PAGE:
Metropolitan areas like St. Louis contribute 85 percent of the GDP, labor income, and employment in the country. If metro areas were nations, 42 of the 100 largest economies in the world would be cities. That’s why mayors must speak up (and even blog) on issues like education, work, and poverty that seem beyond our charters.
This weekend, I am going to be talking to mayors from across the nation about how our cities can develop partnerships to increase the size of the qualified labor force and provide the essential elements to expand our middle class.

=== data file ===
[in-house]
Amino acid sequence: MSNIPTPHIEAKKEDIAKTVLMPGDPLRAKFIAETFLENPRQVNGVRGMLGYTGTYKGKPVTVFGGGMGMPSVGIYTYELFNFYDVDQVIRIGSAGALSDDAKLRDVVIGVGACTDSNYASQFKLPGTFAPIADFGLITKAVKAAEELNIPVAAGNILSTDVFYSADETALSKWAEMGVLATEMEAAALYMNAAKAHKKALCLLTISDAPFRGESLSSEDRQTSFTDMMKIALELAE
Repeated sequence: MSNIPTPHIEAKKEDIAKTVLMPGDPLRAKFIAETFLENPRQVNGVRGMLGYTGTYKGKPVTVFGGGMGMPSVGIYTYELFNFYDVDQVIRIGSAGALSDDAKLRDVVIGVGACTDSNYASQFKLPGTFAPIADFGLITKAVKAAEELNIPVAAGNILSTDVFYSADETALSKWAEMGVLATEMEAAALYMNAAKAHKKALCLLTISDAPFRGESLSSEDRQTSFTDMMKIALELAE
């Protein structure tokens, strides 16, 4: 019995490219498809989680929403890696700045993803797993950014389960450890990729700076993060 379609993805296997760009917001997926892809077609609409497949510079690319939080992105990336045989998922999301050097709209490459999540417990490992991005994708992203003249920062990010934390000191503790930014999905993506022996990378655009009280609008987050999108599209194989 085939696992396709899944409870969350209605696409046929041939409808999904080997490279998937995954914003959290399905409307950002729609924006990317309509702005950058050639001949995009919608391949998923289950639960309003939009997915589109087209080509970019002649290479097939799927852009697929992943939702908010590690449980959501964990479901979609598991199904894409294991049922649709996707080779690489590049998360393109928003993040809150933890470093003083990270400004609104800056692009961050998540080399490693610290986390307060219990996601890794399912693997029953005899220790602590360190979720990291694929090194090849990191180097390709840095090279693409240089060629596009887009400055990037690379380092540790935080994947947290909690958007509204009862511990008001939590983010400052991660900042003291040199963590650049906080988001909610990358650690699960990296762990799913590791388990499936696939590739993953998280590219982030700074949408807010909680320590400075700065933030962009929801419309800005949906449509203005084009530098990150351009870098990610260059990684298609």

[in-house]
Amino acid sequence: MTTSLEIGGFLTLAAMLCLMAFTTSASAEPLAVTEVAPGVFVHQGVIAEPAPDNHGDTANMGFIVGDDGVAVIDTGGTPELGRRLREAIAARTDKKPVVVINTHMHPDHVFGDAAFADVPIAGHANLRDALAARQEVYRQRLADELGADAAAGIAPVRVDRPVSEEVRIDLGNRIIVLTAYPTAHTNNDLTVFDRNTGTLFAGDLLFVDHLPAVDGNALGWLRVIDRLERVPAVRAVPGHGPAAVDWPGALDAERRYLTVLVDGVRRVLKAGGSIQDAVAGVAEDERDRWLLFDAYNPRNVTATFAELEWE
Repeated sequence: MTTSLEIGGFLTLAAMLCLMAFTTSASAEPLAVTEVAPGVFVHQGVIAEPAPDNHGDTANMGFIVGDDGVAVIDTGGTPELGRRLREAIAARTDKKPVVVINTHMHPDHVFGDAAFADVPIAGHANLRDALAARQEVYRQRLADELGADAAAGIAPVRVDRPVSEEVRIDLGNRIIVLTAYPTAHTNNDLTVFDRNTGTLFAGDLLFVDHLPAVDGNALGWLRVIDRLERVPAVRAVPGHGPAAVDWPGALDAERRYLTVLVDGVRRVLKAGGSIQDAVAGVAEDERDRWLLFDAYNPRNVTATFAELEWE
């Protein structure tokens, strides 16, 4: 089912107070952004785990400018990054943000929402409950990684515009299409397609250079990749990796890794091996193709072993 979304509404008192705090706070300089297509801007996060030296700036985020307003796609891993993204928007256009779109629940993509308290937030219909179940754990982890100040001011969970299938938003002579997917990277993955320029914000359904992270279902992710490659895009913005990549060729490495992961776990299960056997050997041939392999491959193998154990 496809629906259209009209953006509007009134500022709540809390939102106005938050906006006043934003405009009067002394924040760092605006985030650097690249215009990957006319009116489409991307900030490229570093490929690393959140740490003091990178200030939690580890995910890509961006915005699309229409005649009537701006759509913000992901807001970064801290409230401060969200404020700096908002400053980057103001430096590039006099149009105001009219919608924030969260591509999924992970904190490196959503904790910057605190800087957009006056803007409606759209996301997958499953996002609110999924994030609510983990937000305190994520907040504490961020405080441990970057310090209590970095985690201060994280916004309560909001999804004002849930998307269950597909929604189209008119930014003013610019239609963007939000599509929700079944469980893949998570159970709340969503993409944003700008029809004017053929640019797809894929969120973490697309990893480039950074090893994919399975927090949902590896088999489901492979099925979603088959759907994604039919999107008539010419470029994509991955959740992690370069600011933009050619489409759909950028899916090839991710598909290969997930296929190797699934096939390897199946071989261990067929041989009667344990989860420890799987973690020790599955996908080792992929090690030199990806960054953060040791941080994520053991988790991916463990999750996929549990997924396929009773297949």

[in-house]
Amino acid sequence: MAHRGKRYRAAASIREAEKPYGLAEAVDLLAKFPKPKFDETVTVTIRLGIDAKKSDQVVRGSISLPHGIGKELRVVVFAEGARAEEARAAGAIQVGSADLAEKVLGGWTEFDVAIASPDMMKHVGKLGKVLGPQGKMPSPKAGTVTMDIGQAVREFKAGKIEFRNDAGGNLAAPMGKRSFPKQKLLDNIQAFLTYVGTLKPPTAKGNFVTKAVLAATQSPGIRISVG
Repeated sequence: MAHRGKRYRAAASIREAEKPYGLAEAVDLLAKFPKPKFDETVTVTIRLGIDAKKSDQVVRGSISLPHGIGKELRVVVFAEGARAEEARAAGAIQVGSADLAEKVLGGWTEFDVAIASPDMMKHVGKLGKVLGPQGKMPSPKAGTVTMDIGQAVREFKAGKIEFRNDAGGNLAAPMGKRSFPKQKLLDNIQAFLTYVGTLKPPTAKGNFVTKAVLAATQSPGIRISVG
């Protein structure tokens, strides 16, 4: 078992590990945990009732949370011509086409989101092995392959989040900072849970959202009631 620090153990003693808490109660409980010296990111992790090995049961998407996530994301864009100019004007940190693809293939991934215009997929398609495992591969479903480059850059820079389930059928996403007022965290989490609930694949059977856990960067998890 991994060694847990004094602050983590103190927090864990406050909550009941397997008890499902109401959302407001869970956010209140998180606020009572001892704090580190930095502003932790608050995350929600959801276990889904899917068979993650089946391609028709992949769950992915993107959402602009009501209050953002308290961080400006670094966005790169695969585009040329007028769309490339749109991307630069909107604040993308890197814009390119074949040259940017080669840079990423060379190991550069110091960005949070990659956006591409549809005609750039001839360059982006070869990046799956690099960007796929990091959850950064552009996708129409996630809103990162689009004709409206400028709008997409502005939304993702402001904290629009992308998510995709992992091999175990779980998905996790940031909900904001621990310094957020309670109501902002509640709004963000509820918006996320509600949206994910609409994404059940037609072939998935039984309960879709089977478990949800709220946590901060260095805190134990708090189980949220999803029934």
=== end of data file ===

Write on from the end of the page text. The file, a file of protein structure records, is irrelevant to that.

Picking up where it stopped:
The skills and knowledge required to be successful in the 21st century world of work are well known. The basic floor of such knowledge is a high school diploma. Without one, a worker will earn just two-thirds what her graduated classmate will earn — and will likely stress almost every other element of our social service network.
I will be looking at good examples of how other cities are working with schools, businesses, higher education, labor, and the federal government to ensure that affordable and quality housing, health care, education, jobs training, and child care are more widely available and I will be telling other mayors about some of our own good local partnerships.